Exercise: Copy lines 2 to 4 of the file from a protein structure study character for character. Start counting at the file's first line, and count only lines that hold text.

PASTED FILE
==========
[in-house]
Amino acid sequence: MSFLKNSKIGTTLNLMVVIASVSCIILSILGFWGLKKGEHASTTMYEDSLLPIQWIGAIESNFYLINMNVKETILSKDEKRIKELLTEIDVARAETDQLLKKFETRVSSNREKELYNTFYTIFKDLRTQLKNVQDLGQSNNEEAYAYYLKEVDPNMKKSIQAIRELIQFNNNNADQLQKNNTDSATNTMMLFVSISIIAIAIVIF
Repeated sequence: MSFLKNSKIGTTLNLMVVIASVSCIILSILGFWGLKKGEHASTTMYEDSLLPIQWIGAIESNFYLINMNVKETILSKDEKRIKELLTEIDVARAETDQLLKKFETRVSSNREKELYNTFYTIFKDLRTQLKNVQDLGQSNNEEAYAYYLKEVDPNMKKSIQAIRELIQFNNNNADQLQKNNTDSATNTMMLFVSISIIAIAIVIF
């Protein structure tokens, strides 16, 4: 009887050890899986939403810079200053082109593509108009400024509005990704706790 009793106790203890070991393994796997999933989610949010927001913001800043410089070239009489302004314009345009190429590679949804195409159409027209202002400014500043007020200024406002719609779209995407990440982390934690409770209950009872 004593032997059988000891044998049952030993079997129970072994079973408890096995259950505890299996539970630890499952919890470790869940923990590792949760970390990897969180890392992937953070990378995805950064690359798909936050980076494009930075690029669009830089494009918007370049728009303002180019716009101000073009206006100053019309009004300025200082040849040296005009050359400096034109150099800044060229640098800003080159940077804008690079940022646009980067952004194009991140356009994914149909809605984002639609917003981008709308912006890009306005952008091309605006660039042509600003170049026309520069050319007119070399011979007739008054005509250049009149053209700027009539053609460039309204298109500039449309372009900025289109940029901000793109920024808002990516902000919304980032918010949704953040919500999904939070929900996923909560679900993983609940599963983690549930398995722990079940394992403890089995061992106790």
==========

Amino acid sequence: MSFLKNSKIGTTLNLMVVIASVSCIILSILGFWGLKKGEHASTTMYEDSLLPIQWIGAIESNFYLINMNVKETILSKDEKRIKELLTEIDVARAETDQLLKKFETRVSSNREKELYNTFYTIFKDLRTQLKNVQDLGQSNNEEAYAYYLKEVDPNMKKSIQAIRELIQFNNNNADQLQKNNTDSATNTMMLFVSISIIAIAIVIF
Repeated sequence: MSFLKNSKIGTTLNLMVVIASVSCIILSILGFWGLKKGEHASTTMYEDSLLPIQWIGAIESNFYLINMNVKETILSKDEKRIKELLTEIDVARAETDQLLKKFETRVSSNREKELYNTFYTIFKDLRTQLKNVQDLGQSNNEEAYAYYLKEVDPNMKKSIQAIRELIQFNNNNADQLQKNNTDSATNTMMLFVSISIIAIAIVIF
């Protein structure tokens, strides 16, 4: 009887050890899986939403810079200053082109593509108009400024509005990704706790 009793106790203890070991393994796997999933989610949010927001913001800043410089070239009489302004314009345009190429590679949804195409159409027209202002400014500043007020200024406002719609779209995407990440982390934690409770209950009872 004593032997059988000891044998049952030993079997129970072994079973408890096995259950505890299996539970630890499952919890470790869940923990590792949760970390990897969180890392992937953070990378995805950064690359798909936050980076494009930075690029669009830089494009918007370049728009303002180019716009101000073009206006100053019309009004300025200082040849040296005009050359400096034109150099800044060229640098800003080159940077804008690079940022646009980067952004194009991140356009994914149909809605984002639609917003981008709308912006890009306005952008091309605006660039042509600003170049026309520069050319007119070399011979007739008054005509250049009149053209700027009539053609460039309204298109500039449309372009900025289109940029901000793109920024808002990516902000919304980032918010949704953040919500999904939070929900996923909560679900993983609940599963983690549930398995722990079940394992403890089995061992106790």